What's the scientific word for your kneecap?
And the answer: patella.
In short, your patella is your kneecap. It's a small bone located in front of your knee joint, where the thighbone and shinbone meet. Your patella protects your knee, and connects the muscles in the front of your thigh to your shin.
This small but fascinating bone is essential to everyday function. While some animals are born without it (sorry, ostriches), it helps humans protect the vital muscles and ligaments that meet in your knee. The patella also increases the leverage of the knee's straightening muscles, so not as much force is needed to straighten the knee.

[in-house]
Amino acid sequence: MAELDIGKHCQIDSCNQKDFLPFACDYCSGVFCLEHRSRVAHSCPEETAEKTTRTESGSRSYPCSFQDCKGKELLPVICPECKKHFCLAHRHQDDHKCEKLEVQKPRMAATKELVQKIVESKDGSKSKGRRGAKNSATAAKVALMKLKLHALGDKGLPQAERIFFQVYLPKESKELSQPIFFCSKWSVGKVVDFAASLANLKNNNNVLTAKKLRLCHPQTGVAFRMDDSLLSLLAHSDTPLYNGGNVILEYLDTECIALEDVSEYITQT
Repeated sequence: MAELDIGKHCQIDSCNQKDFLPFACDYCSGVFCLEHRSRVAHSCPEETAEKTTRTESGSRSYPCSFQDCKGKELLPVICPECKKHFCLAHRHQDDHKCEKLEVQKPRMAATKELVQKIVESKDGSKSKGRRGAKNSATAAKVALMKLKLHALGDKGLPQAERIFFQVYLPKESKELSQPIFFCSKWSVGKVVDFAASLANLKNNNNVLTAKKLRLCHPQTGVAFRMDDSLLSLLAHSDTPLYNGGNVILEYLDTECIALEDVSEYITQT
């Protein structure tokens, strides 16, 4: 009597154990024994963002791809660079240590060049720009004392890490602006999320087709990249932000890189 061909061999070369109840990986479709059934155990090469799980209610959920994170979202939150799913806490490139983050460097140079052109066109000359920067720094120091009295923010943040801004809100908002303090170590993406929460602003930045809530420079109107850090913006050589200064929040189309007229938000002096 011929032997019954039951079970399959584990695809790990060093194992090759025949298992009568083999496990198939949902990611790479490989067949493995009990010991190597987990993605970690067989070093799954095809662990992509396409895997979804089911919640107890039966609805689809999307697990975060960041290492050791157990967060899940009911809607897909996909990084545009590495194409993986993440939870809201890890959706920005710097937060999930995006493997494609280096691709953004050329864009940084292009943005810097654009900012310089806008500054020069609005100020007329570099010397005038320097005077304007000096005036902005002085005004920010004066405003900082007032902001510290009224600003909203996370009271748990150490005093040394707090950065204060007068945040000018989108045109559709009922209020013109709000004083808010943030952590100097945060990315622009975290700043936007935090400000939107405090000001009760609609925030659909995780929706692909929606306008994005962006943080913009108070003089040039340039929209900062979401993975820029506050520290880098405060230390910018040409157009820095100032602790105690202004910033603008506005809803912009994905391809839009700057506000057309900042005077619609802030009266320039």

While the patella is a reasonably small bone in your body, it is the largest sesamoid bone we have, which means it is embedded within a tendon. In the patella, the quadriceps and patellar tendons meet. There, the rounded triangular bone protects the knee joint and acts like a pulley, allowing the tendon to transmit more force with smoother motion. As such, the patella is able to bear quite a lot of weight — up to 8 times as much, in fact! When climbing stairs, the patella bears up to 3 times your body weight, and when doing a deep squat it can take as much as 8 times your weight. Pretty impressive for such a small bone!
Interestingly, though, patellas don't start out quite as strong. They actually begin as cartilage in babies, unconnected from the rest of the skeleton. The patella slowly begins to turn into bone between the ages of 2-6 years old.
Learn more about the patella here.